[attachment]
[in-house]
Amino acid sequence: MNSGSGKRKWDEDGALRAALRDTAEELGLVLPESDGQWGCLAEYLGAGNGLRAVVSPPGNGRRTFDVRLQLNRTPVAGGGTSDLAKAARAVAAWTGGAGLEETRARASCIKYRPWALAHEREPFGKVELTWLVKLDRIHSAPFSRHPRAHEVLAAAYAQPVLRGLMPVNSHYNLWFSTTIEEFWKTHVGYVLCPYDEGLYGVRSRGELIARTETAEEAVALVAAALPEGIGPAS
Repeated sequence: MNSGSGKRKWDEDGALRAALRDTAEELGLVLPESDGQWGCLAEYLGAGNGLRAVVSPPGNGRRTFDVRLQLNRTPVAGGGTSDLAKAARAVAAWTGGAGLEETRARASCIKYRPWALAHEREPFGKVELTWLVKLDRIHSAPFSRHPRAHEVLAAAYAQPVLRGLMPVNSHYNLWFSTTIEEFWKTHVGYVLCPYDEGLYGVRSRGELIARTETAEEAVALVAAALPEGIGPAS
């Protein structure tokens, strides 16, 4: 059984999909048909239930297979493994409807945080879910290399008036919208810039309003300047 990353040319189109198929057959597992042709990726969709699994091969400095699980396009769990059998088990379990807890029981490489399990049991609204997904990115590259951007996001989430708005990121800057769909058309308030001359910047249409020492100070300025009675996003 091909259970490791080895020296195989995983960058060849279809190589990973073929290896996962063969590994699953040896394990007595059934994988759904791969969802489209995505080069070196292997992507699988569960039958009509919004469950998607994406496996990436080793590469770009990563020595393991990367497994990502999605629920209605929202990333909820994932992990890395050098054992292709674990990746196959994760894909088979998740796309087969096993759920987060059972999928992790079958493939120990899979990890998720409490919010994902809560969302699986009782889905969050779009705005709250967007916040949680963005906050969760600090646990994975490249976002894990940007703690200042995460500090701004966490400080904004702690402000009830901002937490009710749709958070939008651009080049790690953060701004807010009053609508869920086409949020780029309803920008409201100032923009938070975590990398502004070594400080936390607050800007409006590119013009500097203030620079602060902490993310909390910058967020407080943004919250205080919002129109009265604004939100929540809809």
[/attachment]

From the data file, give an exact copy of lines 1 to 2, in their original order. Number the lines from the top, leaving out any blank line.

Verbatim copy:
[in-house]
Amino acid sequence: MNSGSGKRKWDEDGALRAALRDTAEELGLVLPESDGQWGCLAEYLGAGNGLRAVVSPPGNGRRTFDVRLQLNRTPVAGGGTSDLAKAARAVAAWTGGAGLEETRARASCIKYRPWALAHEREPFGKVELTWLVKLDRIHSAPFSRHPRAHEVLAAAYAQPVLRGLMPVNSHYNLWFSTTIEEFWKTHVGYVLCPYDEGLYGVRSRGELIARTETAEEAVALVAAALPEGIGPAS